Product Type:Book, Pages in
Author(s):Samson, F.B., F.L. Knopf, and W. Ostlie
Suggested Citation:Samson, F.B., F.L. Knopf, and W. Ostlie. 1998. Grasslands. In: Status and Trends of the Nation's Biological Resources. Washington, D.C.: U.S. Geological Survey. 437-4.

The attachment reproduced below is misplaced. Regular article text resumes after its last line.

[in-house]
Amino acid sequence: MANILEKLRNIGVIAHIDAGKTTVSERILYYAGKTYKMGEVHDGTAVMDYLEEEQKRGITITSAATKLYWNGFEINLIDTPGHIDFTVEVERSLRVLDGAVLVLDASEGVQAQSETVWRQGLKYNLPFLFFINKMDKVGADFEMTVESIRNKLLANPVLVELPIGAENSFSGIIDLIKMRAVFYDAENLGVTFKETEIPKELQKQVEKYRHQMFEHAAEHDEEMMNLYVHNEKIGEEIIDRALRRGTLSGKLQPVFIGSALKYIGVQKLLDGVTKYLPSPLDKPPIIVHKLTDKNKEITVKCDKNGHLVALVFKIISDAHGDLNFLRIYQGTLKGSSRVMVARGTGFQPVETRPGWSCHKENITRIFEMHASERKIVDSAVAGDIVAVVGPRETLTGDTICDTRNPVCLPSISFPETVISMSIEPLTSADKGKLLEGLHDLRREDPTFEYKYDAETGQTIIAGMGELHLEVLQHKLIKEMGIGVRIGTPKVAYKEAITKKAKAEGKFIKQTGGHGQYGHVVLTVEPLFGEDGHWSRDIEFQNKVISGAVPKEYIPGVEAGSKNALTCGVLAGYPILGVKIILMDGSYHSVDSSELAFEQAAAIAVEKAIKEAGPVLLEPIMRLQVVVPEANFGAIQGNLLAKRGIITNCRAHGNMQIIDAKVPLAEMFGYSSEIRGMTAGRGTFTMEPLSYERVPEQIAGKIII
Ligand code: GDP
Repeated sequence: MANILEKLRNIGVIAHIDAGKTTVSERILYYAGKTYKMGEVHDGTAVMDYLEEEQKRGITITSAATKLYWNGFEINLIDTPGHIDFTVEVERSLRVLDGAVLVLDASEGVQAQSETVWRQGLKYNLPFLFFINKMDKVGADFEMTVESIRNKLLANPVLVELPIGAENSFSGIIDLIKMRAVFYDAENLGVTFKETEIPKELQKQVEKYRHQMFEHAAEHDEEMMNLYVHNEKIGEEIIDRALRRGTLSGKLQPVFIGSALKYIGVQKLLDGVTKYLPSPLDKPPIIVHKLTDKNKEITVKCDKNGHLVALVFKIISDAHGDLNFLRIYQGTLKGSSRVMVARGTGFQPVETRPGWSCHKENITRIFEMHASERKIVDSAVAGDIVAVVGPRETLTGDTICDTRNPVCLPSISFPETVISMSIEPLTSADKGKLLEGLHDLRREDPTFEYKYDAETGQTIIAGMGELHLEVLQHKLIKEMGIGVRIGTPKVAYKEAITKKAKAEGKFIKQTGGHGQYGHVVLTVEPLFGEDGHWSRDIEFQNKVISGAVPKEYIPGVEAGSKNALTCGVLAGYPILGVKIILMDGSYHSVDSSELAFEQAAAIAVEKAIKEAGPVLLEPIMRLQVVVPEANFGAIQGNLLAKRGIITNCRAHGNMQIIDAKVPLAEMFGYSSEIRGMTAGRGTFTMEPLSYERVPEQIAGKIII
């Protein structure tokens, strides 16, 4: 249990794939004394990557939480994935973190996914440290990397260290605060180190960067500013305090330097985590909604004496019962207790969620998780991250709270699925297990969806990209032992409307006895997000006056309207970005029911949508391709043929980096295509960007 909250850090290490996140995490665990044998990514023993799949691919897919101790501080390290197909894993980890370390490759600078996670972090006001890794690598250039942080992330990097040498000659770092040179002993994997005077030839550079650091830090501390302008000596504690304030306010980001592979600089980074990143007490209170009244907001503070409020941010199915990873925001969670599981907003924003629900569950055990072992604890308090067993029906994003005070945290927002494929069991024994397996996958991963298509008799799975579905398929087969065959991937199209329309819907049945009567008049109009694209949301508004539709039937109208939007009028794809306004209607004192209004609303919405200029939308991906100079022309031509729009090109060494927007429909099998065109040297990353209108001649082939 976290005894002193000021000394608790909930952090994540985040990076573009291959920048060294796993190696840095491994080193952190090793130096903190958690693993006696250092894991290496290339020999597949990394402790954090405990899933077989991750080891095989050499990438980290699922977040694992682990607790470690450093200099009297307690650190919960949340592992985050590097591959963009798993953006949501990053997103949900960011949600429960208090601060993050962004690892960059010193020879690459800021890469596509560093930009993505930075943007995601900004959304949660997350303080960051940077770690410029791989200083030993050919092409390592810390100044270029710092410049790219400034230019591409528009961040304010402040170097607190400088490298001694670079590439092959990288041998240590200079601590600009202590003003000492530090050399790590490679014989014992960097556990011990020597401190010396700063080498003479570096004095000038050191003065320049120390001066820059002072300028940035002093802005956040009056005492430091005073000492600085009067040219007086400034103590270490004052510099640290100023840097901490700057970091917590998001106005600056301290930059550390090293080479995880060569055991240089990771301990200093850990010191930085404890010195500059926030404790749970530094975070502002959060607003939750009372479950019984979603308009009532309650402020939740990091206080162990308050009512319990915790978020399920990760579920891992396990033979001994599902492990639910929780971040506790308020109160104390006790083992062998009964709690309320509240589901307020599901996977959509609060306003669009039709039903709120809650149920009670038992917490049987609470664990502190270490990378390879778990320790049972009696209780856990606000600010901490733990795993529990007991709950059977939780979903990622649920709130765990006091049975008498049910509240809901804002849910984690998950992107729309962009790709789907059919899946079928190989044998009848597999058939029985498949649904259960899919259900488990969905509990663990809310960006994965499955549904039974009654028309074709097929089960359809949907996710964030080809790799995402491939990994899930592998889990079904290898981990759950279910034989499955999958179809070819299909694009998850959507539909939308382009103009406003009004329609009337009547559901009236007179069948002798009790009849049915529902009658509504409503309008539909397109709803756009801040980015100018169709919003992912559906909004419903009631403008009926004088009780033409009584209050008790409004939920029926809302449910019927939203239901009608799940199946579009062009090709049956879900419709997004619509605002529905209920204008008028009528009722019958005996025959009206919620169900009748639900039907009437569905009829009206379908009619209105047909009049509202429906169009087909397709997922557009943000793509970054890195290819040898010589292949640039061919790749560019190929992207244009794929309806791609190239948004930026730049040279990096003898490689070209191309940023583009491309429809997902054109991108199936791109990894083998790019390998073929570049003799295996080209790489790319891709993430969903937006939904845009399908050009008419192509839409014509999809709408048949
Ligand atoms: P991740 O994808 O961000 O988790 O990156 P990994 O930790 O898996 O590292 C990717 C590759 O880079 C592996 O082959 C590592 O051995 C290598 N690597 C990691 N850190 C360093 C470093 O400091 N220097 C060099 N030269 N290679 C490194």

Williams and Diebel 1996, Estes et al. 1982 contribute immense value to watersheds and provide forage and habitat for large numbers of domestic and wild animals. Nevertheless, current levels of erosion in North America exceed the prairie soil's capacity to tolerate sediment and nutrient loss, thus threatening a resource essential to sustain future generations (Sampson 1981). Added to this threat is the potential for overgrazing by livestock and for other human activities to reduce the social and aesthetic values of grasslands and to restrict the commodities that grasslands can produce (National Research Council 1994), and the likelihood that severe degradation may be irreversible.